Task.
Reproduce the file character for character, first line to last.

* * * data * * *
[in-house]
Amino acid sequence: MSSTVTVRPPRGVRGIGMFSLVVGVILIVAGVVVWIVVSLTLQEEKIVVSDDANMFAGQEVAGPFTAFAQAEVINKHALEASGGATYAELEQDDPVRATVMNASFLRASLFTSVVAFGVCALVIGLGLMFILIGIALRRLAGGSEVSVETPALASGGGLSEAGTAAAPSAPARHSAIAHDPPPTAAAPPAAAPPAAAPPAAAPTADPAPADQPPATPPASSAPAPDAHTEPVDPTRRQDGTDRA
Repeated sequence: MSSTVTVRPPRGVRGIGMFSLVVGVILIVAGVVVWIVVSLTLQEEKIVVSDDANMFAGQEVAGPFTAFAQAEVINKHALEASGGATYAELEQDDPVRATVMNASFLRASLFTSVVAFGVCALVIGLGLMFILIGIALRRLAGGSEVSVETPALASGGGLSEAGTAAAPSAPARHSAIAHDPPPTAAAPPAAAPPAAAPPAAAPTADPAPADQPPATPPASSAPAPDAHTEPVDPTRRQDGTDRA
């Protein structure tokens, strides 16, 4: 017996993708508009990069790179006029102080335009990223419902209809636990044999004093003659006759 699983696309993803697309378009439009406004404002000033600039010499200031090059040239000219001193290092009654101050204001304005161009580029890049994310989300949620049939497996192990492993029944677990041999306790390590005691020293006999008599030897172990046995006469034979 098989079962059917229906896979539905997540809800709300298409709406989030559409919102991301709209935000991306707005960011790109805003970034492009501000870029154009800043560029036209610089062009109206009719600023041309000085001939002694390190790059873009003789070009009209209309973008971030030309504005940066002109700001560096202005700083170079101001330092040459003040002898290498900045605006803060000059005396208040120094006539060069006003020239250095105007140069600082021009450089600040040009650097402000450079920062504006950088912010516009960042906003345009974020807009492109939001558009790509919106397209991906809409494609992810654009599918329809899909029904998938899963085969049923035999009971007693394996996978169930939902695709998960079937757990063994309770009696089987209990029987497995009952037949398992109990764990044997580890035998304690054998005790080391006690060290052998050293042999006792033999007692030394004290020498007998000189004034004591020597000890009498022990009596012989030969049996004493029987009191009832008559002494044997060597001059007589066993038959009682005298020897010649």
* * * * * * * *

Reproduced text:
[in-house]
Amino acid sequence: MSSTVTVRPPRGVRGIGMFSLVVGVILIVAGVVVWIVVSLTLQEEKIVVSDDANMFAGQEVAGPFTAFAQAEVINKHALEASGGATYAELEQDDPVRATVMNASFLRASLFTSVVAFGVCALVIGLGLMFILIGIALRRLAGGSEVSVETPALASGGGLSEAGTAAAPSAPARHSAIAHDPPPTAAAPPAAAPPAAAPPAAAPTADPAPADQPPATPPASSAPAPDAHTEPVDPTRRQDGTDRA
Repeated sequence: MSSTVTVRPPRGVRGIGMFSLVVGVILIVAGVVVWIVVSLTLQEEKIVVSDDANMFAGQEVAGPFTAFAQAEVINKHALEASGGATYAELEQDDPVRATVMNASFLRASLFTSVVAFGVCALVIGLGLMFILIGIALRRLAGGSEVSVETPALASGGGLSEAGTAAAPSAPARHSAIAHDPPPTAAAPPAAAPPAAAPPAAAPTADPAPADQPPATPPASSAPAPDAHTEPVDPTRRQDGTDRA
């Protein structure tokens, strides 16, 4: 017996993708508009990069790179006029102080335009990223419902209809636990044999004093003659006759 699983696309993803697309378009439009406004404002000033600039010499200031090059040239000219001193290092009654101050204001304005161009580029890049994310989300949620049939497996192990492993029944677990041999306790390590005691020293006999008599030897172990046995006469034979 098989079962059917229906896979539905997540809800709300298409709406989030559409919102991301709209935000991306707005960011790109805003970034492009501000870029154009800043560029036209610089062009109206009719600023041309000085001939002694390190790059873009003789070009009209209309973008971030030309504005940066002109700001560096202005700083170079101001330092040459003040002898290498900045605006803060000059005396208040120094006539060069006003020239250095105007140069600082021009450089600040040009650097402000450079920062504006950088912010516009960042906003345009974020807009492109939001558009790509919106397209991906809409494609992810654009599918329809899909029904998938899963085969049923035999009971007693394996996978169930939902695709998960079937757990063994309770009696089987209990029987497995009952037949398992109990764990044997580890035998304690054998005790080391006690060290052998050293042999006792033999007692030394004290020498007998000189004034004591020597000890009498022990009596012989030969049996004493029987009191009832008559002494044997060597001059007589066993038959009682005298020897010649």